Solution for Place De Brouckère renovation helped 'avoid creating urban cancer'

Solution for Place De Brouckère renovation helped 'avoid creating urban cancer'
An aerial view of the finalised renovations. Credit: Immobel

Various parties involved in the complete overhaul of parts of the Place De Brouckère have come to an agreement for a renewed permit following a suspension which could have resulted in the project coming to a standstill.

The permit for the project to renovate several empty and derelict buildings on the left-hand side of the square in the centre of the city was granted by in July last year, however, it was suspended by the Council of State based on its objection of a large volume construction on the rooftop, most likely as part of a possible hotel complex.

This decision created a high risk that the project would be bogged down by legal implications, resulting in a delay in the improvement of the area, according to Pascal Smet, State Secretary for Town Planning, who is working to give the city centre of Brussels an "enormous makeover and prepare it for a bright future."

"The suspension of the building permit by the Council of State for this last project threatened to aggravate the situation and cause the zone to become urban cancer, as has often happened in the past," he said.

Revised permit application

On Tuesday, his cabinet confirmed to The Brussels Times that, after analysing the suspension, Smet brought all the actors around the table to find a quick and "constructive solution" with all parties involved. "We can now avoid this situation and the metamorphosis of Brussels can continue."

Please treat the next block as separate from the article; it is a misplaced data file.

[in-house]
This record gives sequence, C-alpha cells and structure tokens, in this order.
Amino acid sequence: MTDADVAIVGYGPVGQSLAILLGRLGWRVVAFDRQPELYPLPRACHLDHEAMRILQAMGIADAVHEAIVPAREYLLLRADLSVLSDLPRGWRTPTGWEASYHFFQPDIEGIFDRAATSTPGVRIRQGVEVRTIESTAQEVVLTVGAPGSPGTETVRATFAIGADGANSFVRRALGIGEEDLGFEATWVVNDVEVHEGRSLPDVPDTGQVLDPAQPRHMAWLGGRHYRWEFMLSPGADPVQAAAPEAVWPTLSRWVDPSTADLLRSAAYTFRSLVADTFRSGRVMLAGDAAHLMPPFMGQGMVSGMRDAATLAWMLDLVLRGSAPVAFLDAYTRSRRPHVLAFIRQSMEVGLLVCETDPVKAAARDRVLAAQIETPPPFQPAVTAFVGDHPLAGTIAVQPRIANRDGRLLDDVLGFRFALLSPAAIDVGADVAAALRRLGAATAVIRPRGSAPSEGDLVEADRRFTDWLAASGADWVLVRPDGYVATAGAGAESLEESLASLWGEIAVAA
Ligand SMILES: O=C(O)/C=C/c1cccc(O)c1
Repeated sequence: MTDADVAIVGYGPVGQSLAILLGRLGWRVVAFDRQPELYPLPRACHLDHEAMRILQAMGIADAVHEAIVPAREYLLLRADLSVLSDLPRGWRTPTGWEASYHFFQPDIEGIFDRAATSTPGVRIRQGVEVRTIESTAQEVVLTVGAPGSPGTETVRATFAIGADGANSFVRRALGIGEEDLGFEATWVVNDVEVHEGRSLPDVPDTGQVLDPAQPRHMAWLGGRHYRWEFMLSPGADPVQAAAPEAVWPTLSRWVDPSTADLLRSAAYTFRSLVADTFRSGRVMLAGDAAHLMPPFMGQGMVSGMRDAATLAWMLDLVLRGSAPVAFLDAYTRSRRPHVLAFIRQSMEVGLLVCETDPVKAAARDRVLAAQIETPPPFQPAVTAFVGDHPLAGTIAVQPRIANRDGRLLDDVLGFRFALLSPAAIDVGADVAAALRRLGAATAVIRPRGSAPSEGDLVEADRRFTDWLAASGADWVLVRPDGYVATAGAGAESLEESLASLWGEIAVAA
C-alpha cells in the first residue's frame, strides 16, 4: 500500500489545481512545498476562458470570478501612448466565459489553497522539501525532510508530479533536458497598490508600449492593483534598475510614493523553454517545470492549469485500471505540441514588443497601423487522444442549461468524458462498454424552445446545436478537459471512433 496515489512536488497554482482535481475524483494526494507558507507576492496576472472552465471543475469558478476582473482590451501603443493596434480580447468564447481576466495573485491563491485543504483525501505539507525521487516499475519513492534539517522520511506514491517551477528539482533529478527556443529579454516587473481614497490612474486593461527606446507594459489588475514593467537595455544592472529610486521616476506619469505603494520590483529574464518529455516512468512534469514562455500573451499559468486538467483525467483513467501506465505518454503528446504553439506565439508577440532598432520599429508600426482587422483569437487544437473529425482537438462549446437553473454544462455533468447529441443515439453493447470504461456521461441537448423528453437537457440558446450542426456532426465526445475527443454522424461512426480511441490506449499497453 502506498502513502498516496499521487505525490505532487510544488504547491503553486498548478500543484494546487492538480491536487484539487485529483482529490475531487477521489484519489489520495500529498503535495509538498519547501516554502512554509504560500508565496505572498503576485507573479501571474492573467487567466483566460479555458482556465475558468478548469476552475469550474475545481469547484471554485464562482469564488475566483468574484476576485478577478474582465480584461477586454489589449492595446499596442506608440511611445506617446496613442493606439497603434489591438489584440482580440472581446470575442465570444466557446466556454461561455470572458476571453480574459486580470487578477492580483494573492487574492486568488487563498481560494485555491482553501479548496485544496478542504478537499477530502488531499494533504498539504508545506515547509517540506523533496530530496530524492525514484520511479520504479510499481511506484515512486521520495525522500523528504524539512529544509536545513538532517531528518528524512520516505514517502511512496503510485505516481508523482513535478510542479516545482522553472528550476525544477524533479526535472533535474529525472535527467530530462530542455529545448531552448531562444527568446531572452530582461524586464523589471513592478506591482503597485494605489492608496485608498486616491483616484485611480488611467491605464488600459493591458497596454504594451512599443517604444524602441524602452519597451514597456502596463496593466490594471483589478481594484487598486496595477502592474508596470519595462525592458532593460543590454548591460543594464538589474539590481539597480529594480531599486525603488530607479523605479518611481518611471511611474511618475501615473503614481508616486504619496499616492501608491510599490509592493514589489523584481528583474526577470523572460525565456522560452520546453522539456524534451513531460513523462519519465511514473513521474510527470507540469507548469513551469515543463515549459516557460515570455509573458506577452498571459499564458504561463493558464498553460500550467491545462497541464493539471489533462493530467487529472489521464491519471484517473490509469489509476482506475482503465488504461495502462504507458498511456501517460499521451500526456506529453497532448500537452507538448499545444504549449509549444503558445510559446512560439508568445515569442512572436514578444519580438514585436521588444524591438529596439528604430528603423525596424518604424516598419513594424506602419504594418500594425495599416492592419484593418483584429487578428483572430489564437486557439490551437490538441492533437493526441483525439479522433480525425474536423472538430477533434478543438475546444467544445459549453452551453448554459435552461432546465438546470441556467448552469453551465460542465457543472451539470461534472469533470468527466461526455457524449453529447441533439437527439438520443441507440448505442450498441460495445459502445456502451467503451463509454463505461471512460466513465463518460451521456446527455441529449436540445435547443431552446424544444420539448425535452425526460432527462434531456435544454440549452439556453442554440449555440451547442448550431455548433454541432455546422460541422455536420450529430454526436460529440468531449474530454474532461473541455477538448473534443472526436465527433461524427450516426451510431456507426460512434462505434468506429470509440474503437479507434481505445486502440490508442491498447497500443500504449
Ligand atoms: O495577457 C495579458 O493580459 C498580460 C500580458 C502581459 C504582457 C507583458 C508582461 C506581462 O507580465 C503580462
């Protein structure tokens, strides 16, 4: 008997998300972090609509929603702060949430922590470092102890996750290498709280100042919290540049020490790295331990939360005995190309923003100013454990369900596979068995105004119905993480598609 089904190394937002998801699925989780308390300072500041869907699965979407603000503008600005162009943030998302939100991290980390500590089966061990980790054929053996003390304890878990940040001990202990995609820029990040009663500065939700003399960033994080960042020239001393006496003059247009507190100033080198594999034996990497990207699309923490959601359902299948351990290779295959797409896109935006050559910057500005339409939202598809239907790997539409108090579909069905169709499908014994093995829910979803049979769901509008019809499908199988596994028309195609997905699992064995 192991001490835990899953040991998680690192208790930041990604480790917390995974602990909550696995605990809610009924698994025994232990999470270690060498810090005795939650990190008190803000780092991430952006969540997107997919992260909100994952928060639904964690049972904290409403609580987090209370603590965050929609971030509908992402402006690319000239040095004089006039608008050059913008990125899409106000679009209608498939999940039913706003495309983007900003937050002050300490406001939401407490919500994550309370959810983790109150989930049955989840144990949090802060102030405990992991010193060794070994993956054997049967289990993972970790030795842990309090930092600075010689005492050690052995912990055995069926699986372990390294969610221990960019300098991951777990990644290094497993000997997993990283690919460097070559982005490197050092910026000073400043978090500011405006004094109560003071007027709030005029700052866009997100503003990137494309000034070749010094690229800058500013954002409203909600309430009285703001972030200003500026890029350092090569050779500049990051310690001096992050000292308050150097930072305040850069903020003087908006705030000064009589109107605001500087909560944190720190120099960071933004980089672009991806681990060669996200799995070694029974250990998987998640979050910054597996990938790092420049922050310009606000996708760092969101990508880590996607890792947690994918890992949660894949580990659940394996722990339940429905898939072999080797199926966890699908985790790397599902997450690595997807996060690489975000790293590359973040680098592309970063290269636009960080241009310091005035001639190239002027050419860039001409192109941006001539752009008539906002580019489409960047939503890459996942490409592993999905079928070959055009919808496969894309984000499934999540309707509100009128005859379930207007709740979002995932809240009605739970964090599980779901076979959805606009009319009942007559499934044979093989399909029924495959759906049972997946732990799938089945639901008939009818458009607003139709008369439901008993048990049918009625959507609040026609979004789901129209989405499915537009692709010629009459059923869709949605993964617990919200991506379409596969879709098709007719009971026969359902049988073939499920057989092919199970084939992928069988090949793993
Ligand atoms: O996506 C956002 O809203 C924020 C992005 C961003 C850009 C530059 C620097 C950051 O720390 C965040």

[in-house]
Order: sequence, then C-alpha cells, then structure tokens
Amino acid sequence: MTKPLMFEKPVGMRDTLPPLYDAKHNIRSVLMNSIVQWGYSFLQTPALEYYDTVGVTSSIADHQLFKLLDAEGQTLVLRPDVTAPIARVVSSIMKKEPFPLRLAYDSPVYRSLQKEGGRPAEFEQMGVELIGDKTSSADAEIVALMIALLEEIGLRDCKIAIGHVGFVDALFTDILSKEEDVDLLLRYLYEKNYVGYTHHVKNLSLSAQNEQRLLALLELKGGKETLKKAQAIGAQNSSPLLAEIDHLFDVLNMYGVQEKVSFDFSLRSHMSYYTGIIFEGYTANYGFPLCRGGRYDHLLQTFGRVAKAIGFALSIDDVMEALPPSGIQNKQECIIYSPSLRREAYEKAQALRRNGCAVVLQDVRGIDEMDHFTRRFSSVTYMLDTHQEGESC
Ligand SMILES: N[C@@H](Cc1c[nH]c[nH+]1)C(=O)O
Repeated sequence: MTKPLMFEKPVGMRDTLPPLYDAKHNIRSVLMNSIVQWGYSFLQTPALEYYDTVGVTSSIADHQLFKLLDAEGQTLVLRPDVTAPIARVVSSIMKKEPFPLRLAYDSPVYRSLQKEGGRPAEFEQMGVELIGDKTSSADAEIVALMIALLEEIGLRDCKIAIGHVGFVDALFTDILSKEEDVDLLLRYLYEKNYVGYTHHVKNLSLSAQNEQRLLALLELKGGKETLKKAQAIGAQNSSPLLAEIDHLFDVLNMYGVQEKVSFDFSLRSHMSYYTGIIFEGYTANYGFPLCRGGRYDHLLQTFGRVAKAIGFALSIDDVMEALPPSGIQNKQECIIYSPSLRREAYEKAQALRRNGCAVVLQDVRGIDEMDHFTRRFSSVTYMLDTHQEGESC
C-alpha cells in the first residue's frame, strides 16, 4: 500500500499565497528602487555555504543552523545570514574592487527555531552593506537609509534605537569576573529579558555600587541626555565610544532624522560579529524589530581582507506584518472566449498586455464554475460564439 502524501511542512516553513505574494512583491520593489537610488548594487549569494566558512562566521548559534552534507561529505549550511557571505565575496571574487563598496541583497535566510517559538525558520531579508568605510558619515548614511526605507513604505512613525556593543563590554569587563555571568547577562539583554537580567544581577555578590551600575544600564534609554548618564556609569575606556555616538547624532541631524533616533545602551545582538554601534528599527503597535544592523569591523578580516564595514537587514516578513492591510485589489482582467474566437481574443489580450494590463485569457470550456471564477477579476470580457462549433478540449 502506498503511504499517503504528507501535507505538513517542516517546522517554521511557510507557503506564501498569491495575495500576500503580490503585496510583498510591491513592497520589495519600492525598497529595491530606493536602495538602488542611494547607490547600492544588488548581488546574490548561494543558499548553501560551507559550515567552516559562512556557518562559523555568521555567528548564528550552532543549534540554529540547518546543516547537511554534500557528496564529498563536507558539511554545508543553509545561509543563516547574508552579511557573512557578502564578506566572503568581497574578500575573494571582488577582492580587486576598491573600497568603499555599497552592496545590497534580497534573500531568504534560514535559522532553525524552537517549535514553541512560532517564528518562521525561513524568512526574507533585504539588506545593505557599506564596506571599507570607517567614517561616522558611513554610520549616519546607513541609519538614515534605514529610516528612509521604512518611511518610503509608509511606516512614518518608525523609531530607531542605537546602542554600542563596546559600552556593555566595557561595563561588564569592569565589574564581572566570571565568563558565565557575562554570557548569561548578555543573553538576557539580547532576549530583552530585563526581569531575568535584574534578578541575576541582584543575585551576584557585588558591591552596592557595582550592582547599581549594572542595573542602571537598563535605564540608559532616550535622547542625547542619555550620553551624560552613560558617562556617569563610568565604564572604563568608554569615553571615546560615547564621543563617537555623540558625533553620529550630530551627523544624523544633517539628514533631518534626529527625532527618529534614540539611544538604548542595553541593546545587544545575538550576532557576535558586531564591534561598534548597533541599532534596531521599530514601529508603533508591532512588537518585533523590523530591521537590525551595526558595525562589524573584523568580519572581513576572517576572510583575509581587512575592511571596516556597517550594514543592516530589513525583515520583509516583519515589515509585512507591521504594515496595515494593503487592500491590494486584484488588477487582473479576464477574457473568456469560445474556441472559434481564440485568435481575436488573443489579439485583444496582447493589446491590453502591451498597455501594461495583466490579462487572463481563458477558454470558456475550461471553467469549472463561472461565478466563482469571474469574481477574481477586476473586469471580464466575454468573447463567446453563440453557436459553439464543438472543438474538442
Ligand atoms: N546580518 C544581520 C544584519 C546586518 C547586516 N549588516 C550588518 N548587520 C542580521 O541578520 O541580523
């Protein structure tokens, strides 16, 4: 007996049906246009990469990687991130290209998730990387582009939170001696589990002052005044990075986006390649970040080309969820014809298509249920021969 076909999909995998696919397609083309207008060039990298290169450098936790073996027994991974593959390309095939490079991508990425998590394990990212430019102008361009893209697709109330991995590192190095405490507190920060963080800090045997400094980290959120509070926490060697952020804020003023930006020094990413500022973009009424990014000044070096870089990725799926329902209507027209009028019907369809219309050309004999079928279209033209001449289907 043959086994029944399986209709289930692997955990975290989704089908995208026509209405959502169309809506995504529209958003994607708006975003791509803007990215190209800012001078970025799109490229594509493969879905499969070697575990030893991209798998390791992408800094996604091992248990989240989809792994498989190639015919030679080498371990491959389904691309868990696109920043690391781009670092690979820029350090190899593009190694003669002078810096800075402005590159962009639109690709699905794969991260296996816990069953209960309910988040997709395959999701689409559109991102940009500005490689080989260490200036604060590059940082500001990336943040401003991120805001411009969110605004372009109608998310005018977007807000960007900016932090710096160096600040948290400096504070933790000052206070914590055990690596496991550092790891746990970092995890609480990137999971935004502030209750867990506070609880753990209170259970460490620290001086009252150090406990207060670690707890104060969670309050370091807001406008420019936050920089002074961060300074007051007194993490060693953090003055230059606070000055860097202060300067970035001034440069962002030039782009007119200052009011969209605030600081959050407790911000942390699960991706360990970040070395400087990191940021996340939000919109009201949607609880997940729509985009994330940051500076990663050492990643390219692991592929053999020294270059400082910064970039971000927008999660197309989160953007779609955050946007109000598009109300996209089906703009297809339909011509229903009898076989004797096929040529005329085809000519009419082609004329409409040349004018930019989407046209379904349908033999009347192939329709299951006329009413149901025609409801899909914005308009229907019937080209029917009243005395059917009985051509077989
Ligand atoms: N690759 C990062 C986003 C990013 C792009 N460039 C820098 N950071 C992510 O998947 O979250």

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The current permit will now be withdrawn, and as part of the conditions for the project to go ahead, Immobel, the developer in charge of the project, will have to submit an amended building permit. This will be followed by a new public enquiry.

Visualisation of what the project would look like when finalised if the roof volume was included. Credit: Immobel

As part of the conditions for the project to move forward, the company must remove the roof extension from the design, of which both the advantages and the downfalls were also highlighted by Smet in the past.

"The City of Brussels absolutely wants to avoid that the site, in the heart of our city, remains a wasteland for a long time. We are looking forward to Immobel's new proposal," Ans Persoons, city councillor for Urban Development," concluded.

The project has faced criticism in the past, including from city associations and official bodies such as the Royal Commission on Monuments and Sites, which resulted in buildings being lower and the impact on the existing urban look of the square being reduced.

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